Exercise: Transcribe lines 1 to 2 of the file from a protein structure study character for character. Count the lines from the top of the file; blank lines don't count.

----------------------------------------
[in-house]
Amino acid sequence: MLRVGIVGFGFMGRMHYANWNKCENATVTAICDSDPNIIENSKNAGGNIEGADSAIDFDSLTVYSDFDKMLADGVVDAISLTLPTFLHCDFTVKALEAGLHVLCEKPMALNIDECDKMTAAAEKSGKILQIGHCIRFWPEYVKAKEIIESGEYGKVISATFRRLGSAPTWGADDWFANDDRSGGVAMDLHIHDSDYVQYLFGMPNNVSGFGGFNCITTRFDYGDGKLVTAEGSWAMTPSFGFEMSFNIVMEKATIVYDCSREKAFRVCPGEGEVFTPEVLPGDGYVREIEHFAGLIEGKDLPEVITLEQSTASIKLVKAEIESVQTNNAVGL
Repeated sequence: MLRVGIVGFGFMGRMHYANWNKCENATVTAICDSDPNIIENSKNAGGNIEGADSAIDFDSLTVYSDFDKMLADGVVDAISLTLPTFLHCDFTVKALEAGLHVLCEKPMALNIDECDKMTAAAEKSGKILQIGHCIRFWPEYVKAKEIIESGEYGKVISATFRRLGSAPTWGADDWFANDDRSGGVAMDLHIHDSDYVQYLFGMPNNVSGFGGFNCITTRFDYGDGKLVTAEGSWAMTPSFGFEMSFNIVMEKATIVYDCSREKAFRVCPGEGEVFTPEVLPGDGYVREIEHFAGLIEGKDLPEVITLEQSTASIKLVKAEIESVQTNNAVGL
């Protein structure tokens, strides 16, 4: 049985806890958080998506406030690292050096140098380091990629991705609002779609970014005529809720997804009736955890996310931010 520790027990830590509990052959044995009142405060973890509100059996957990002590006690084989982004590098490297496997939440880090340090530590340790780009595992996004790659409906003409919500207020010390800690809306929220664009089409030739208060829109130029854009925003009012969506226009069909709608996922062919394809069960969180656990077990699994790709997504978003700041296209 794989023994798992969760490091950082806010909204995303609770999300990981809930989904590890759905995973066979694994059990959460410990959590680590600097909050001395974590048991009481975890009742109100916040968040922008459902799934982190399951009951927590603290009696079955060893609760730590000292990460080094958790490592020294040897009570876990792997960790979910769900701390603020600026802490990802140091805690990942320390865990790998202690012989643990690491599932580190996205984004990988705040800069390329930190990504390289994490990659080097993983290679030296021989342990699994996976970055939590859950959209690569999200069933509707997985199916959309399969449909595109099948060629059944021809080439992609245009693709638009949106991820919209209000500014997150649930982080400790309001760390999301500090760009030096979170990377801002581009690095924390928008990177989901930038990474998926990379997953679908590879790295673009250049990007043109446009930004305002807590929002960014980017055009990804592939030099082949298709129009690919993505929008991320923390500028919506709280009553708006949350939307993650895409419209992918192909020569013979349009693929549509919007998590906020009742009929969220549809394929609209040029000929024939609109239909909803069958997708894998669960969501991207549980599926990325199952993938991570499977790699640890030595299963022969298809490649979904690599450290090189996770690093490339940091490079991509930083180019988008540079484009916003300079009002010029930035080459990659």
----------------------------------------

[in-house]
Amino acid sequence: MLRVGIVGFGFMGRMHYANWNKCENATVTAICDSDPNIIENSKNAGGNIEGADSAIDFDSLTVYSDFDKMLADGVVDAISLTLPTFLHCDFTVKALEAGLHVLCEKPMALNIDECDKMTAAAEKSGKILQIGHCIRFWPEYVKAKEIIESGEYGKVISATFRRLGSAPTWGADDWFANDDRSGGVAMDLHIHDSDYVQYLFGMPNNVSGFGGFNCITTRFDYGDGKLVTAEGSWAMTPSFGFEMSFNIVMEKATIVYDCSREKAFRVCPGEGEVFTPEVLPGDGYVREIEHFAGLIEGKDLPEVITLEQSTASIKLVKAEIESVQTNNAVGL